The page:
LECTURE CYCLE: 1990s YEAR BY YEAR
October 8, 7:30 pm
Sasha Obukhova: The Year of 1992
Private galleries, which were slowly growing in number, gradually came to the fore in the Moscow art scene. Among others, the new players in the developing Russian art market included First Gallery, L-Gallery, Marat Guelman Gallery, Regina, 1.0, School Gallery, and TV Gallery. Each venue pursued its individual developmental path and established its own set of aesthetic values; each began to form a permanent circle of associated artists. During this period, Moscow galleries often acted not so much as commercial agents, but more as institutions defining the development of contemporary art.
The sharp decline in demand for Russian contemporary art, which coincided with a worldwide economic crisis and the collapse of the Soviet Union, forced Russian artists to seek integration into the international community. Artists from the newly independent Russia became regular participants in the world's largest festivals of contemporary art, such as the Kassel-based documenta, the Venice Biennale, and the Istanbul Biennial.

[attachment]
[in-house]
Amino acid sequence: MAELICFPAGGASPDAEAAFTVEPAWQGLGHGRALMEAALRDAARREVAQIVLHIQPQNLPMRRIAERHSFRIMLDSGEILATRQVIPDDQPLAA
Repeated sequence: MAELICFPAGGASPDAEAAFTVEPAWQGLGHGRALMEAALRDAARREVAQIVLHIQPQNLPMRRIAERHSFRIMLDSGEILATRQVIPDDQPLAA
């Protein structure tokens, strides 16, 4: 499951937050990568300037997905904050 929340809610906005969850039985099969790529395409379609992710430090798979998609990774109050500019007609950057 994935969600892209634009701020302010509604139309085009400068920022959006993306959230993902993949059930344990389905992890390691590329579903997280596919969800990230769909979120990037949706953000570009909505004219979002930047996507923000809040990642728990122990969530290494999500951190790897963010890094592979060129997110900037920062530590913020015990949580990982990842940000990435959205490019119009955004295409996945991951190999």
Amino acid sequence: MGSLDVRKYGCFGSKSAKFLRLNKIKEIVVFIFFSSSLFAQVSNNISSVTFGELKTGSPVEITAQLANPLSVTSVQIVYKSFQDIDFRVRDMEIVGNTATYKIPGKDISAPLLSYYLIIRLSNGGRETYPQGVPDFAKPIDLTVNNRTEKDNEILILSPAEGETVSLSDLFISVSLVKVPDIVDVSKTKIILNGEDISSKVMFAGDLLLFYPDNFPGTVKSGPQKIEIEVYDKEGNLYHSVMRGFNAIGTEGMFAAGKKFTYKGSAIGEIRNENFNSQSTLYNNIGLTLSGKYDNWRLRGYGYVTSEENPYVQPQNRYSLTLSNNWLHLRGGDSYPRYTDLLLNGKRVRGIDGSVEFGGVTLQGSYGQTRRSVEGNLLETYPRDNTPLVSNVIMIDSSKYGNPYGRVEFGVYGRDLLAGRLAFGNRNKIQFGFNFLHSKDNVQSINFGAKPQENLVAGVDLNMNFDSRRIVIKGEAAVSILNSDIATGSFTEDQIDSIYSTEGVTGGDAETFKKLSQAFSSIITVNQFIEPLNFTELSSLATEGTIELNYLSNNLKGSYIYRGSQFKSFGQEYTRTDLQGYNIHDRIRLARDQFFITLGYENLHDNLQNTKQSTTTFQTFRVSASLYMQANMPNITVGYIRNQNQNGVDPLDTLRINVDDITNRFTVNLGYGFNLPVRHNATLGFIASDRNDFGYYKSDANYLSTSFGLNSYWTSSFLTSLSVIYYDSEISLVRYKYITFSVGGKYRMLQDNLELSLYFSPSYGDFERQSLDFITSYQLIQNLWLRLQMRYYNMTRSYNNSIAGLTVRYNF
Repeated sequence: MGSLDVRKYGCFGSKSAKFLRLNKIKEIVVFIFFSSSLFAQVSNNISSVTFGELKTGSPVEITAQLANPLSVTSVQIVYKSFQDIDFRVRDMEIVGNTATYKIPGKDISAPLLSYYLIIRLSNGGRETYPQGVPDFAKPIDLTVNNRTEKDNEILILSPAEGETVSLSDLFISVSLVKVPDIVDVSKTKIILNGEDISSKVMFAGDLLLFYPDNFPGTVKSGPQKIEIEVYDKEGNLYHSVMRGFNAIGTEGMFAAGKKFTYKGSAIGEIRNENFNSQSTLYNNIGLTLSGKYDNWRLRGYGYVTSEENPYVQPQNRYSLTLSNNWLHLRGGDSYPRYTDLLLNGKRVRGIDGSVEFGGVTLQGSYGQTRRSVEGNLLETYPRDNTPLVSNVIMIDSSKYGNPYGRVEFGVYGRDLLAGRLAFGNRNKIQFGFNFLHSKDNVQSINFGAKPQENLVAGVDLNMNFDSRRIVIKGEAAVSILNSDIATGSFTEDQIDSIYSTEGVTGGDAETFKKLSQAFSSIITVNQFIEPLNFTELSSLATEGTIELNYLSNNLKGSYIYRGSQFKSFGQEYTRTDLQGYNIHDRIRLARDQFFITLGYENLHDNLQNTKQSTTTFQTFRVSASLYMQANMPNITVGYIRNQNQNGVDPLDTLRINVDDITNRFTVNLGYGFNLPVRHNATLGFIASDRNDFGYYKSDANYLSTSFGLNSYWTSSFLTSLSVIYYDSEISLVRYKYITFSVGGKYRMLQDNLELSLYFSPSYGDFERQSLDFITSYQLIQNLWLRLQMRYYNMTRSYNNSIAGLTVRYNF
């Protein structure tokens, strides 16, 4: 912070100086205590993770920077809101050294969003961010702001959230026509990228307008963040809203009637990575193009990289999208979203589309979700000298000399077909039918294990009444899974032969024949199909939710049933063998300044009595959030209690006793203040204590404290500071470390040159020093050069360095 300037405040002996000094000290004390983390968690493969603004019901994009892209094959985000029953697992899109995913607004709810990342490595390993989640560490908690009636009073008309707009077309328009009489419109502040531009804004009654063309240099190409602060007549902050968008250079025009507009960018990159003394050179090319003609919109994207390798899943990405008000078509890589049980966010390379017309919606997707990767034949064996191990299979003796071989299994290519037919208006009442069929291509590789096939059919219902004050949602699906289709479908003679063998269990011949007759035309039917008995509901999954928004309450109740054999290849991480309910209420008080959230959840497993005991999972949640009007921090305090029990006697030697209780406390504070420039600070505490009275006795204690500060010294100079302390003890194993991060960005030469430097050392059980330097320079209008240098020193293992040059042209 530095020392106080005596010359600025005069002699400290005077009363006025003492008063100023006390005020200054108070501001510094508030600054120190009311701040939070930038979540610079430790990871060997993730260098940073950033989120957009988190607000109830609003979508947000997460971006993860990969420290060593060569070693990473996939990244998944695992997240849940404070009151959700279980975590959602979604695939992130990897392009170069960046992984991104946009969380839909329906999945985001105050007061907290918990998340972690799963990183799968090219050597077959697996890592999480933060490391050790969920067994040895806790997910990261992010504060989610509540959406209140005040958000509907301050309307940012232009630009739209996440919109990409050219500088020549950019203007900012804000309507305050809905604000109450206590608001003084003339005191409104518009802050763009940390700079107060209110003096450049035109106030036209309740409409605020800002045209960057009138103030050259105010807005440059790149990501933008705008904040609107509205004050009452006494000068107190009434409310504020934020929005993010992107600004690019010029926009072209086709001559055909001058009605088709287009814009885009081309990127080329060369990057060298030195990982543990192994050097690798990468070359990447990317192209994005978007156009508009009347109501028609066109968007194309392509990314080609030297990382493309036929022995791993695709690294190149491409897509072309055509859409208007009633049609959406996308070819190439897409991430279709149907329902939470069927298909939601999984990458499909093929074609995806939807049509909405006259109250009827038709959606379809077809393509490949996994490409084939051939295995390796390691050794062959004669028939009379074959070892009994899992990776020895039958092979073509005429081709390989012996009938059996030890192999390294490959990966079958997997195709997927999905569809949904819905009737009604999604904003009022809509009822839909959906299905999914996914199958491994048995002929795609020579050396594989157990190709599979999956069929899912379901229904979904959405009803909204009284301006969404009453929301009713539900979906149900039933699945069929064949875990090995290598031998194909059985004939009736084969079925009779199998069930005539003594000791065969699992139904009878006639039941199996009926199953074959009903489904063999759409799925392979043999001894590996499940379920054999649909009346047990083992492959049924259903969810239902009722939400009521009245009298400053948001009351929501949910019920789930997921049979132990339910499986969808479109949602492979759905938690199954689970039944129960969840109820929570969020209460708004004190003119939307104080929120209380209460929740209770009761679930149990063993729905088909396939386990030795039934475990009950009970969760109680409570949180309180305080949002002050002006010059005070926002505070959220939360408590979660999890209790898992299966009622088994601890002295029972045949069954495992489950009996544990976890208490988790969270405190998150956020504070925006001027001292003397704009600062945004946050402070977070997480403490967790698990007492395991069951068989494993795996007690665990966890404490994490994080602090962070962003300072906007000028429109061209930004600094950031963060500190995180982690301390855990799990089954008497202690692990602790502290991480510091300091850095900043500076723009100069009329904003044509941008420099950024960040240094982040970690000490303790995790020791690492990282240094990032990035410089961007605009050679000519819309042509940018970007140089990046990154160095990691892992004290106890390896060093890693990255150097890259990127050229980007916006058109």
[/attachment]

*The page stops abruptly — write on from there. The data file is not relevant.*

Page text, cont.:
Admission is free.
Sasha Obukhova (born 1967) is an art historian and member of the Kandinsky Award expert board. She worked at Moscow Contemporary Art Institute, Tretyakov Gallery, and State Center for Contemporary Art. Since 2012 Sasha Obukhova has been heading Garage research department.
1. Anatoly Osmolovsky, Leopards Burst into the Temple and Shatter Sacred Vessels, 1992, Regina Gallery, Moscow. Performed as part of the Animalist Projects festival.
2. AES (Tatyana Arzamasova, Lev Evzovitch, Evgeny Svyatsky), The Art of the Possible, 1993, Marat Guelman Gallery, Moscow.
3. Ilya Kabakov, The Red Pavilion, 1993, 45th Venice Biennale, Venice.